Various ancillary benefits may also be provided, including attendant allowance (paid to carers), clothing allowance, decoration allowance, loss of earnings allowance, recreation transport allowance, vehicle assistance scheme, goods and services tax exemption on cars and car parts, bereavement payment and funeral benefit.
Dependent children of ADF members who have been killed or severely injured were given access to educational guidance and counselling from the Veterans' Children Education Boards from 1 January 2001. Long Tan bursaries are available for the children of Vietnam veterans. From 1 January 2001 the children of Vietnam veterans are eligible for Veterans' Children Education Scheme (VCES) benefits where the child is diagnosed as having a depressive disorder or if the opinion of an appropriately qualified professional is that the child is vulnerable.
Table 7.21 shows the number of disability pensioners at 30 June 2004 by conflict type. In this table, a person is allocated to the conflict relating to the first disability claim they lodged, regardless of later claims by the person relating to either earlier or later conflicts in which they served.
Table 7.22 shows the number of disability pensions as at 30 June 2004 and in each of the nine preceding years.
The VCES provides financial help, guidance and counselling to certain students up to 25 years of age (tables 7.23 and 7.24). To be eligible a student must be the child of a veteran, an Australian mariner, or a member of the Forces, who is (or has been) in receipt of a Special Rate or Extreme Disablement Adjustment Disability Pension. Children of former prisoners of war, of veterans, or of Australian mariners whose death has been accepted as war-caused, are also eligible. Benefits include education allowances and other forms of assistance appropriate to the particular type and stage of education.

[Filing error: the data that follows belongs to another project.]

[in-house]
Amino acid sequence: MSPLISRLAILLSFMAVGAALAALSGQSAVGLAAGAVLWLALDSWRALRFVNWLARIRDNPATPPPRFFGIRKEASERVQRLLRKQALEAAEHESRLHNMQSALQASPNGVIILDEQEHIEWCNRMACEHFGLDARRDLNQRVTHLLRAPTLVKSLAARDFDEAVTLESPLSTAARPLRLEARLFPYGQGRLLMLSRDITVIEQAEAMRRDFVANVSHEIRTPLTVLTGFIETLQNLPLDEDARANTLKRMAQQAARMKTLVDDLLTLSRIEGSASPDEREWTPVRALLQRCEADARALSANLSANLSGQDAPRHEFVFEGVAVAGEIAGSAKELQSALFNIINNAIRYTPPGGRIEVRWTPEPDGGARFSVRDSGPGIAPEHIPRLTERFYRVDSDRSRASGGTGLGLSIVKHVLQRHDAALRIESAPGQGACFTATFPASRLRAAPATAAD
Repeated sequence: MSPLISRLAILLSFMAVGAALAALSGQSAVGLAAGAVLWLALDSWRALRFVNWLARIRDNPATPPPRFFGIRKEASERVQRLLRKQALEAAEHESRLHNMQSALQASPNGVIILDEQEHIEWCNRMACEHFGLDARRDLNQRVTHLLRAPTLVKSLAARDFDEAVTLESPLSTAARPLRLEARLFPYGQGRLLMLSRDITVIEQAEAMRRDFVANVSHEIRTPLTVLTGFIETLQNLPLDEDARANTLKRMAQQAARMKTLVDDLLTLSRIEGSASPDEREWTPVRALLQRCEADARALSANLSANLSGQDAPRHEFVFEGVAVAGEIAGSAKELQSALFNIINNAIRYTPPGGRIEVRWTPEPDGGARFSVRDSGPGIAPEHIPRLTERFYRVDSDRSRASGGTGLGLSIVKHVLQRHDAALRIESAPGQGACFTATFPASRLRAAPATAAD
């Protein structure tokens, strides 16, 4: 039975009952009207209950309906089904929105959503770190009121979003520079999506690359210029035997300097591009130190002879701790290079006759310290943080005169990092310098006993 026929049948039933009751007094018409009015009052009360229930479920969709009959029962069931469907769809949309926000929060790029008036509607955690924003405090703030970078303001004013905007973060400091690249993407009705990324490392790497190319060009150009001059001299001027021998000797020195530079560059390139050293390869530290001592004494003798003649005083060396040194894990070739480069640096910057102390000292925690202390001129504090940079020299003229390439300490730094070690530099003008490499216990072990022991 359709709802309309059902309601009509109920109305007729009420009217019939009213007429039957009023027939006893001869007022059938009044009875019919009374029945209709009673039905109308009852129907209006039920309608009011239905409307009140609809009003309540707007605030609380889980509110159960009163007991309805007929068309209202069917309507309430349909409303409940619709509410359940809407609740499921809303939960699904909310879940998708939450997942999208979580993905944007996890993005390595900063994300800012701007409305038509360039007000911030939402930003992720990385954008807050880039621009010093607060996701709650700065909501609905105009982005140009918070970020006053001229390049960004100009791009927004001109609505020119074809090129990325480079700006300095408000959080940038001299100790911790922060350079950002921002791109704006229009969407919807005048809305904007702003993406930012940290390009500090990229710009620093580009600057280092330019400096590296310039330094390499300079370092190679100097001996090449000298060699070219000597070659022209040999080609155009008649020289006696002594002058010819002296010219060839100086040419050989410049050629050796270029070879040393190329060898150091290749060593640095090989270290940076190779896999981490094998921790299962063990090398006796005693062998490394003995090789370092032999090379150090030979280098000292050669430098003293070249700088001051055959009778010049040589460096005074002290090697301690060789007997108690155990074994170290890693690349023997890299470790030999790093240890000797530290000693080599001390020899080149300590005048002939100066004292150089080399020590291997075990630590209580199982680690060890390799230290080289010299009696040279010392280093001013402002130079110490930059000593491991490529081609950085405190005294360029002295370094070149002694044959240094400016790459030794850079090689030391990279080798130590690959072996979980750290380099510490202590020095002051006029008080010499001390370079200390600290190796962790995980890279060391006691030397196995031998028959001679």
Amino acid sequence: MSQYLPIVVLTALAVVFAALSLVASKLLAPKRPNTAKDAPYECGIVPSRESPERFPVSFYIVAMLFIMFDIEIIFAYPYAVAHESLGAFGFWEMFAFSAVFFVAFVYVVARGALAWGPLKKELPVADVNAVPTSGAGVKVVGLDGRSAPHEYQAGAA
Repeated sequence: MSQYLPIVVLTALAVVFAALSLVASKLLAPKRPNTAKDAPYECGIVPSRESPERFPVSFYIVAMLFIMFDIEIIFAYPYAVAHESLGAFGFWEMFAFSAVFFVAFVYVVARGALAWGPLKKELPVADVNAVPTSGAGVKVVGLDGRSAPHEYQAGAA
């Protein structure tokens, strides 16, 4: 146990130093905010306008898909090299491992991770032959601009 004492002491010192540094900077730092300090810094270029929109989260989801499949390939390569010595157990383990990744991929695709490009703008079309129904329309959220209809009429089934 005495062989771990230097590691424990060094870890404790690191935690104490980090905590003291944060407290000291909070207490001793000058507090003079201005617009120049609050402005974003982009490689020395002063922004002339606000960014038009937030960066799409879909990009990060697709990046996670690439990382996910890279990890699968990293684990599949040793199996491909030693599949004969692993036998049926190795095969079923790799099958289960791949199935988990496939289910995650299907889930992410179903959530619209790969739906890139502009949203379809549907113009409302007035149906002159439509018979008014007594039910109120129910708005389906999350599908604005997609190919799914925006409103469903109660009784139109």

There are three main forms of income support pension paid by DVA:
All income support pensions are subject to income and assets tests except those granted to people who are blind in both eyes.
The Age Service Pension (ASP) is payable to veterans with qualifying service at 60 years of age. Veterans with qualifying service may be paid the Invalidity Service Pension at any age if they are permanently incapacitated for work. Prior to 1 July 1995, the ASP was paid to female veterans with qualifying service at age 55 years. The Government introduced changes to the minimum age at which a female veteran can be granted an ASP. Under the changes the minimum age is to be progressively lifted from 55 to 60 years in six-monthly increments every two years over the period 1995-2013. This means that the qualifying age for female veterans for an ASP at 1 July 2004 is 57 years and six months.
For service during World War I and World War II, qualifying service generally means service in an area and at a time when the veteran incurred danger from hostile enemy forces. Qualifying service for post-World War II deployments generally covers service in an operational area while allotted for duty in that area. Members of certain peacekeeping forces whose service is considered to be war-like also have qualifying service.